Id_list = []
            time_list = []
            ics_member = []

Next step: define a query against the database:

# Define SQL query for fetching data.
# The query can be as simple as possible.
# All the work will be done by pandas:
            query = """
            id as ID, CAST(TO_CHAR(Created, 'YYYYMM') as Int) as MonthYear, ISCMember as ISC
            FROM Community.Member
            order by Created DESC

Then, we need to save the resulting data into an array group:


# Call the class specified for executing SQL statements.
# We use embedded Python library to call the class:
sql_class = iris.sql.prepare(query)
# We use it again to call dedicated class methods:
rs = sql_class.execute()
# Then we use pandas directly on the result set to make dataFrame:
data = rs.dataframe()

We also can pass an argument to filter our data frame.

# Filter example
# We take an argument sqlstring which, in this case, contains boolean data.
# With a handy function .loc filtering all the data
if sqlstring is not False:
        data = data.loc[data["ISC"] == int(sqlstring)]

Now, we should group the data and define x-axis for it:

# Group data by date displayed like MonthYear:
grouped_data = data.groupby(["MonthYear"]).count()


Unfortunately, we cannot take the date column directly from grouped data DataFrame,
so, instead, we take the date column from the original DataFrame and process it.


# Filter out duplicate dates and append them to a list.
# After grouping by MonthYear, pandas automatically filters off duplicate dates.
# We should do the same to match our arrays:
sorted_filtered_dates = [item for item in set(data["MonthYear"])]
# Reverse the dates from left to right:
date = sorted(sorted_filtered_dates, reverse=True)
# Convert dict to a list:
id = grouped_data["ID"].id.tolist()
# Reverse values according to the date array:
# In order to return the appropriate object to ObjectScript so that it understands it,
# we call '%Library.DynamicArray' (it is the closest one to python and an easy-to-use type of array).
# Again, we use IRIS library inside python code:
OBJIDList = iris.cls('%Library.DynamicArray')._New()
OBJtimeList = iris.cls('%Library.DynamicArray')._New()
# Append all data to DynamicArray class methods Push()
for i in date:
for i in ID:
return OBJIDList, OBJtimeList

Next step is to define KPI specific method for DeepSee to understand what data to take:

// Define method. The method must always be %OnLoadKPI(). Otherwise, the system will not recognise it.
Method %OnLoadKPI() As %Status
 //Define string for the filter. Set the default to zero
 set sqlstring = 0
    //Call %filterValues method to fetch any filter data from the widget.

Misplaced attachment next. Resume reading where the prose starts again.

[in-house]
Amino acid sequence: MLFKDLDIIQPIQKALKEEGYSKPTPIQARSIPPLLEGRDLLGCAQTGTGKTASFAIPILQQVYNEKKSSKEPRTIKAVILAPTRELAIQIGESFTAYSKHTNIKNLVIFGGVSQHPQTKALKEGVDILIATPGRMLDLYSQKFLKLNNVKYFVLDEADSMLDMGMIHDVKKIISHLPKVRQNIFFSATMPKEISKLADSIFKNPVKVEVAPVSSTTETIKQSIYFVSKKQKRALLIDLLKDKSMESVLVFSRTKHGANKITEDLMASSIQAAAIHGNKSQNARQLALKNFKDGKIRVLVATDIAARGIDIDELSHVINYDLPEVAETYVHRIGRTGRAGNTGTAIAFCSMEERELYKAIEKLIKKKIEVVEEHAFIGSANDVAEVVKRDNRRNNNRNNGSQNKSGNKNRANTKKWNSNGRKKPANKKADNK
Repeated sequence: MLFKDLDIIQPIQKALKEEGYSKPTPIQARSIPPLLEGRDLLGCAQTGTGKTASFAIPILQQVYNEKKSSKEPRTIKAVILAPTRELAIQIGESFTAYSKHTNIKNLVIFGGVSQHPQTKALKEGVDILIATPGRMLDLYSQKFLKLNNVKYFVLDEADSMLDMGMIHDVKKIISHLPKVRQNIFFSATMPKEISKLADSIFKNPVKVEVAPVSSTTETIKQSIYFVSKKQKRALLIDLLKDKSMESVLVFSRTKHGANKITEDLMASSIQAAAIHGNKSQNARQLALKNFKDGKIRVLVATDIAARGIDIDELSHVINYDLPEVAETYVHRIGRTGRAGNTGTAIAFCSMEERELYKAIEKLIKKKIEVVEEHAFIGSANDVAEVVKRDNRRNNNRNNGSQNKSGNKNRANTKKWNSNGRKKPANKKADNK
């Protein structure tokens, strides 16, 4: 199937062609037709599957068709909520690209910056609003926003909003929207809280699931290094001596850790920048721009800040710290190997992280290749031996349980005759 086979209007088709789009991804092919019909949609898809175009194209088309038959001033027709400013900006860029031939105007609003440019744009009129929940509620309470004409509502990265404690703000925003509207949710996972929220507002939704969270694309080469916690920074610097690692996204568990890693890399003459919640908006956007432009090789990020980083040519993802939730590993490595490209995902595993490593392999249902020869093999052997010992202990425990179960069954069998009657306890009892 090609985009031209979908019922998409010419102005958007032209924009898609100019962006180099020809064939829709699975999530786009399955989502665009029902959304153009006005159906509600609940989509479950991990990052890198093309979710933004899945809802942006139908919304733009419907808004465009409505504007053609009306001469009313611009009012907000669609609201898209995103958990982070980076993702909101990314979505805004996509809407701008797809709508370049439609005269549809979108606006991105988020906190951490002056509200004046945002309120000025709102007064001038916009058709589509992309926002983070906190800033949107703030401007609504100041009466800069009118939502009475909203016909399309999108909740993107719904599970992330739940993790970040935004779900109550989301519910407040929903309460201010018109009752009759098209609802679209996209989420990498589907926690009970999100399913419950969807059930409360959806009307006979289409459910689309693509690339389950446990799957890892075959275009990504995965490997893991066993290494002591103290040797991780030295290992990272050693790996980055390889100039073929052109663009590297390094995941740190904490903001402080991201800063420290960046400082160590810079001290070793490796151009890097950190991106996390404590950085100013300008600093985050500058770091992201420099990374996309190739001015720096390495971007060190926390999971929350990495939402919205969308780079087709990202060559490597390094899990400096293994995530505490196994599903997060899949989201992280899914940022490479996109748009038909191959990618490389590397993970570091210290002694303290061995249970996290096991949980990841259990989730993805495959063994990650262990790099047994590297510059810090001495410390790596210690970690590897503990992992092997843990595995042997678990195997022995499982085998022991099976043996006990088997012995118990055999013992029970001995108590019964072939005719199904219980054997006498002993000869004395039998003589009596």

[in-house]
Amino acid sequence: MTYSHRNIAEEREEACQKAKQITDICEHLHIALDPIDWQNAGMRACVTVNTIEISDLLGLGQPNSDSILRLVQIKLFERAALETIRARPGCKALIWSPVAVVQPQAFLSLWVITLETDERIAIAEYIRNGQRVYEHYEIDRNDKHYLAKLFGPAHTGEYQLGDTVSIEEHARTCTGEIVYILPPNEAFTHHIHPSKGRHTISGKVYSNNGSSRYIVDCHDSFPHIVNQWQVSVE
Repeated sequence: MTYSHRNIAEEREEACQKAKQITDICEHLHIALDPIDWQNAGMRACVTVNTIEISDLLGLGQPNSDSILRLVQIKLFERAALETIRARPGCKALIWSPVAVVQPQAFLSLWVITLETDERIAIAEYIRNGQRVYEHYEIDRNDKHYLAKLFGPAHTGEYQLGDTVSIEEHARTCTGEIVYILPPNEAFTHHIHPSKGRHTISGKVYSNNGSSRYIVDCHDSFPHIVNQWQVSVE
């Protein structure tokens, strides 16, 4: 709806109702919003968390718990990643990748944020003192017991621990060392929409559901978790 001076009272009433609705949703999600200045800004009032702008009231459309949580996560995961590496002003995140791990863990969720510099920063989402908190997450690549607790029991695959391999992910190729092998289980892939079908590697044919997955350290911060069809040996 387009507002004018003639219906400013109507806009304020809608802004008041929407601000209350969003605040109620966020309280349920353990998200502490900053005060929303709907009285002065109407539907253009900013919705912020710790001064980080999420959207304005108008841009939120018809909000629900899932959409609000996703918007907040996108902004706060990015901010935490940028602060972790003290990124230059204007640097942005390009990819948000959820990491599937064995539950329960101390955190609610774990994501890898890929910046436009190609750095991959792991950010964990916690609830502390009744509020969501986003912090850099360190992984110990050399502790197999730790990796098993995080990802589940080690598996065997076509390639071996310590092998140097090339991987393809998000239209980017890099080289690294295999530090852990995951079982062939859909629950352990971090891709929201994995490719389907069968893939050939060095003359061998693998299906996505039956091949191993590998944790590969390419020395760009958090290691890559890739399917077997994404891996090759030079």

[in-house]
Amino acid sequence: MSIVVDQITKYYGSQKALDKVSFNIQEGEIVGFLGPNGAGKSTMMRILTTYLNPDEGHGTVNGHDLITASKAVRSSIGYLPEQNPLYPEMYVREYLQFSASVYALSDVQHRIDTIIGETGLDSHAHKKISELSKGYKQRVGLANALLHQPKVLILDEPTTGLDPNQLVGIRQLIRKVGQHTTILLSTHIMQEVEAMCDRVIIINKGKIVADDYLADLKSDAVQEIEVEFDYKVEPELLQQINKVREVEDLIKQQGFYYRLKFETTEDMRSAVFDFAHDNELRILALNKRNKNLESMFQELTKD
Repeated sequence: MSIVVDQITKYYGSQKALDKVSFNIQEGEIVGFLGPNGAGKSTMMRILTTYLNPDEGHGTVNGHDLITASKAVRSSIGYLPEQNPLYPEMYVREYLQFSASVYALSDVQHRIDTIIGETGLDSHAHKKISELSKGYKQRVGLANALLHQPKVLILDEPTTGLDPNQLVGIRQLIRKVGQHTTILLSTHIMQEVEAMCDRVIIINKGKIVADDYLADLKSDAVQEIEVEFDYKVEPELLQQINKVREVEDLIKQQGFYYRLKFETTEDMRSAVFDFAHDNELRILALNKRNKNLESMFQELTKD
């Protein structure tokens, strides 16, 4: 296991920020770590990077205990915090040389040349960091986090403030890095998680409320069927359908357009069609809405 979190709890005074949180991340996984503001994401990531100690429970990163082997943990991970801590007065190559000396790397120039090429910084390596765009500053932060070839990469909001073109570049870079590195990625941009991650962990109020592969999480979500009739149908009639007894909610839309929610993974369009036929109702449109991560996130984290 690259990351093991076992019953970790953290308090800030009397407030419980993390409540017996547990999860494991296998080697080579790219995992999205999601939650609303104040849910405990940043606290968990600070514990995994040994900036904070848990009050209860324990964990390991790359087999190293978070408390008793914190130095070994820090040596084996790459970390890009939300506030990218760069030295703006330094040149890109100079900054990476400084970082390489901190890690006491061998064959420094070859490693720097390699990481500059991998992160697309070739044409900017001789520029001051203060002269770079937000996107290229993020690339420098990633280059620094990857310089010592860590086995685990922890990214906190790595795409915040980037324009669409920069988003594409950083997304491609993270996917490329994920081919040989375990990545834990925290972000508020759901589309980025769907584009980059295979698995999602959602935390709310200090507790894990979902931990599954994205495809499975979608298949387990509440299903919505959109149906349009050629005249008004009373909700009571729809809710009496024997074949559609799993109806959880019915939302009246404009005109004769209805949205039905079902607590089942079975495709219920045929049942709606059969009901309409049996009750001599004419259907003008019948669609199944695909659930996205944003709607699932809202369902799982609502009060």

if $IsObject(..%filterValues) {
        if (..%filterValues.InterSystemsMember'="")
            set sqlstring=..%filterValues.%data("InterSystemsMember")
    //Call pandas function, pass filter value if any, and receive dynamic arrays with data.
    set sqlValue = ..MembersDF(sqlstring)
    //Assign each tuple to a variable.
    set idList = sqlValue.GetAt(1)
    set timeList = sqlValue.GetAt(2)
    //Calculate size of x-axis. It will be rows for our widget:
    set rowCount = timeList.%Size()
    //Since we need only one column, we assign variable to 1:
    set colCount = 1
    set ..%seriesCount=rowCount
    //Now, for each row, assign time value and ID value of our members:
    for rows = 1:1:..%seriesCount
        set ..%seriesNames(rows)=timeList.%Get(rows-1)
        for col = 1:1:colCount
            set ..%data(rows,"Members")=idList.%Get(rows-1)
    quit $$$OK

At this point, compile the KPI and create a widget on a dashboard using KPI data source.


That's it! We have successfully navigated through the process of integrating and utilizing Pandas in our ObjectScript applications on InterSystems IRIS. This journey has taken us from fetching and formatting data to filtering and displaying it, all within a single, streamlined function. This demonstration highlights the efficiency and power of Pandas in data analysis. Now, let's explore some practical recommendations for implementing Pandas within the IRIS environment and conclude with insights on its transformative impact.
Recommendations for Practical Application of Pandas in IRIS

  • Start with Prototyping:

Begin your journey with Pandas by using example datasets and utilities. This approach helps you understand the basics and nuances of Pandas in a controlled and familiar environment. Prototyping allows us to experiment with different Pandas functions and methods without the risks associated with live data.

  • Gradual Implementation:

Introduce Pandas incrementally into your existing data processes. Instead of a complete overhaul, identify the areas where Pandas can enhance or simplify data handling and analysis. It could be some simple tasks like data cleaning aggregation or a more complex analysis where Pandas capabilities can be fully leveraged.

  •  Optimize Pandas Use:

Prior to working with large datasets, it is crucial to optimize your Pandas code. Efficient code can significantly reduce processing time and resource consumption, which is especially important in large-scale data analysis. Such techniques such as vectorized operations, using appropriate data types, and avoiding loops in data manipulation can significanlty enhance performance.


The integration of Pandas into ObjectScript applications on the InterSystems IRIS platform marks a significant advancement in the field of data analysis. Pandas brings us an array of powerful tools for data processing, analysis, and visualization, which are now at the disposal of IRIS users. This integration not only accelerates and simplifies the development of KPIs and analytics but also paves the way for more sophisticated and advanced data analytical capabilities within the IRIS ecosystem.
With Pandas, analysts and developers can explore new horizons in data analytics, leveraging its extensive functionalities to gain deeper insights from their data. The ability to process and analyze large datasets efficiently, coupled with the ease of creating compelling visualizations, empowers users to make more informed decisions and uncover trends and patterns that were previously difficult to detect.
In summary, Pandas integration into the InterSystems IRIS environment is a transformative step, enhancing the capabilities of the platform and offering users an expanded toolkit for tackling the ever-growing challenges and complexities of modern data analysis.